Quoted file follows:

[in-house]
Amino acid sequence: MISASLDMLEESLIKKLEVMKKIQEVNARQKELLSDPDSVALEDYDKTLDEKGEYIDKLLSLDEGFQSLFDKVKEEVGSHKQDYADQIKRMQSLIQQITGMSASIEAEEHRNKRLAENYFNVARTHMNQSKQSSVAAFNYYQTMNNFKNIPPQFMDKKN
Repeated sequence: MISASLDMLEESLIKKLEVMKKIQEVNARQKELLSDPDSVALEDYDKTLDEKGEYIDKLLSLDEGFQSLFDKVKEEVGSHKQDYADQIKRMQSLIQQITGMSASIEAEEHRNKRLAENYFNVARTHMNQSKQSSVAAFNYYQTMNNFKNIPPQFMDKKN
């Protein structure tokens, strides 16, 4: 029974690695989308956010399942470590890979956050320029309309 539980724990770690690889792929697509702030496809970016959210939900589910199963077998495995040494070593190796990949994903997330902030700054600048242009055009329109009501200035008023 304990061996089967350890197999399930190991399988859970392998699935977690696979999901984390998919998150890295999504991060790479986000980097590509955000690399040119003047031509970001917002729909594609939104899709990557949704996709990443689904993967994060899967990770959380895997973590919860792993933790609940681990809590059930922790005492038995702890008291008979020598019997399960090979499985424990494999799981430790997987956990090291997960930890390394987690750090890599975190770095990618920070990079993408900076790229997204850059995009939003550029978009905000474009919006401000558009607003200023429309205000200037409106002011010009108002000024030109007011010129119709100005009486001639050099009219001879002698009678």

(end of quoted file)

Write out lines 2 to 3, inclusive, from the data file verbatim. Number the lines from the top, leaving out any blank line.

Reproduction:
Amino acid sequence: MISASLDMLEESLIKKLEVMKKIQEVNARQKELLSDPDSVALEDYDKTLDEKGEYIDKLLSLDEGFQSLFDKVKEEVGSHKQDYADQIKRMQSLIQQITGMSASIEAEEHRNKRLAENYFNVARTHMNQSKQSSVAAFNYYQTMNNFKNIPPQFMDKKN
Repeated sequence: MISASLDMLEESLIKKLEVMKKIQEVNARQKELLSDPDSVALEDYDKTLDEKGEYIDKLLSLDEGFQSLFDKVKEEVGSHKQDYADQIKRMQSLIQQITGMSASIEAEEHRNKRLAENYFNVARTHMNQSKQSSVAAFNYYQTMNNFKNIPPQFMDKKN